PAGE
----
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Tips For Facilitating Summer Parenting Time In A Pandemic

Tips For Facilitating Summer Parenting Time In a Pandemic

As hard as it may be to believe, summer is nearly here and it’s time to really start considering your parenting arrangements for these warm weather months. This summer may be particularly challenging to plan due to the Covid-19 Pandemic and consistently changing rules and health guidelines. As such, flexibility is going to be necessary to ensure children receive summer parenting time with both parents. However, flexibility doesn’t need to mean chaos. It is possible to put guidelines and boundaries in place now to help manage expectations for the whole family.

Following Court Orders and Agreements During Covid-19

In Canada, Judges and Justices have made it extremely clear that parents are to follow all court orders and Agreements in place during the pandemic. Parents are expected to behave reasonably and show flexibility to ensure that the best interests of the children are met during this unusual time. This may mean changing the location of pick up and drops offs from a public venue to a new location to ensure social distancing is maintained. As well, parents may need to adjust their scheduling if a child falls ill or is found to be a close contact of someone confirmed to have Covid-19. In these instances, children will need to isolate with one of the parents. Once the child is out of isolation, the parents may then choose to discuss make up parenting time.

Using Technology to Connect: Benefits and Draw Backs

One positive aspect of the pandemic is that we have the technology to facilitation connection even when we cannot be physically together. We can Zoom with grandparents, share photos on Facebook and capture videos of our children’s development to share with our co-parents. However, with parents working from home and children engaging with online learning, it has been found that we are starting to experience what is being referred to as “Zoom fatigue”. Zoom fatigue is described as the burnout feeling you experience after a day of video calls. This is important to keep in mind for children as they might not be able to express this change in their emotions however, you may notice a change in their behaviour. Some common signs of Zoom fatigue are:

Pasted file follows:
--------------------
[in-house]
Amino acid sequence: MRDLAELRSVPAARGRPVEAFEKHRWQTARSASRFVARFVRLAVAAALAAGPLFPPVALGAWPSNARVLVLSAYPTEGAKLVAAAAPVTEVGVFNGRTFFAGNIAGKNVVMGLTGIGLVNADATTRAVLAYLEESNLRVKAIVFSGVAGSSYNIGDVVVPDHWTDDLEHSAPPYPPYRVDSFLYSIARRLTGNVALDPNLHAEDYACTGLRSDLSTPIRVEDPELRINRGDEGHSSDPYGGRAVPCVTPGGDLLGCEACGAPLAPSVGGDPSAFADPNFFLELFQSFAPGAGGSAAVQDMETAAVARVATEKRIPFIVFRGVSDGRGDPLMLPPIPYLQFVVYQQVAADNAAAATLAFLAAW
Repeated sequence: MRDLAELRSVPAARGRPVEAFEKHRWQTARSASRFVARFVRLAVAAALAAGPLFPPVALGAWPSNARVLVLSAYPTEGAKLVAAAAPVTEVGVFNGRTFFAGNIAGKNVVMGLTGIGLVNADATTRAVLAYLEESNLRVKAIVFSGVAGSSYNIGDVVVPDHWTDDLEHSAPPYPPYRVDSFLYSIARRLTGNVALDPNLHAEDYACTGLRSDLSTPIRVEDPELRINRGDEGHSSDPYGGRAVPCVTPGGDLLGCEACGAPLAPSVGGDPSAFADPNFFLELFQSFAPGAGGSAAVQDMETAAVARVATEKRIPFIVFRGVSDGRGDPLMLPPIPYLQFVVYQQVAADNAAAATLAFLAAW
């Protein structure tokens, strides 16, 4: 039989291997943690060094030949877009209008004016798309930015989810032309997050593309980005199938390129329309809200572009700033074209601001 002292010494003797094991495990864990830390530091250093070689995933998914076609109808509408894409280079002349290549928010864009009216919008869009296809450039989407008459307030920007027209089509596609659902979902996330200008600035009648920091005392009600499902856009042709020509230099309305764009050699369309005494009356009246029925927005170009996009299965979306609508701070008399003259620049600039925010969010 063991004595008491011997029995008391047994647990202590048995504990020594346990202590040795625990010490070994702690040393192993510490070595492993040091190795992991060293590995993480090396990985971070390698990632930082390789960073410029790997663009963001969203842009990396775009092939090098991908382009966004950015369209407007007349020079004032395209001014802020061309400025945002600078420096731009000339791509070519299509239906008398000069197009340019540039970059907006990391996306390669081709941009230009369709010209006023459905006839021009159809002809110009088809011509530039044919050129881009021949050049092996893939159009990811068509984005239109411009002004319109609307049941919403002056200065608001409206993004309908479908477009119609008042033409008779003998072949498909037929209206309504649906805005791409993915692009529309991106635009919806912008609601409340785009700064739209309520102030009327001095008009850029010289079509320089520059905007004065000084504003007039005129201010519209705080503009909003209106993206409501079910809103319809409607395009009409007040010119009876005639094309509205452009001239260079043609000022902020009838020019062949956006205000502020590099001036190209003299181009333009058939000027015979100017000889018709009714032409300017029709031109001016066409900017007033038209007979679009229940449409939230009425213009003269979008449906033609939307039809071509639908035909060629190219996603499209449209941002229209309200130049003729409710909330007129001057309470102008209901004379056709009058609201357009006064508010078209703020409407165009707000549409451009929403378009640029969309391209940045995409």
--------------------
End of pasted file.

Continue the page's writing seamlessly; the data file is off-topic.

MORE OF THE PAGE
• feeling tired and lethargic at the end of the day;
  • trouble focusing on the tasks at hand;
  • headaches and eye strains; and / or
  • a feeling of dread or panic when sitting down to start a video call.

Summer Parenting Time: How to Make it Memorable

If you think back to how you spent your own childhood summers, you likely get a feeling of nostalgia and can conjure up images of playing outside with the neighbourhood kids, the smell of fresh cut grass and the joy of an ice cream cone on a hot day. This summer, try to bring back some of this simplicity for your children. While they may not be allowed to gather with their friends, play team sports or travel, there are many creative ways to let your children experience a care-free summer.

  • Plan outdoor activities such as picnics, bike rides through new parts of the city, go camping;
  • Try a new hobby such as baking, kite making; painting; or
  • Read a new book series or have kids write their own.


Disclaimer: The content provided in the blog posts of Jones Divorce & Family Law is general information and should not be considered legal advice. Please contact a lawyer for legal advice tailored to your specific situation. All articles are current as of their original publication date.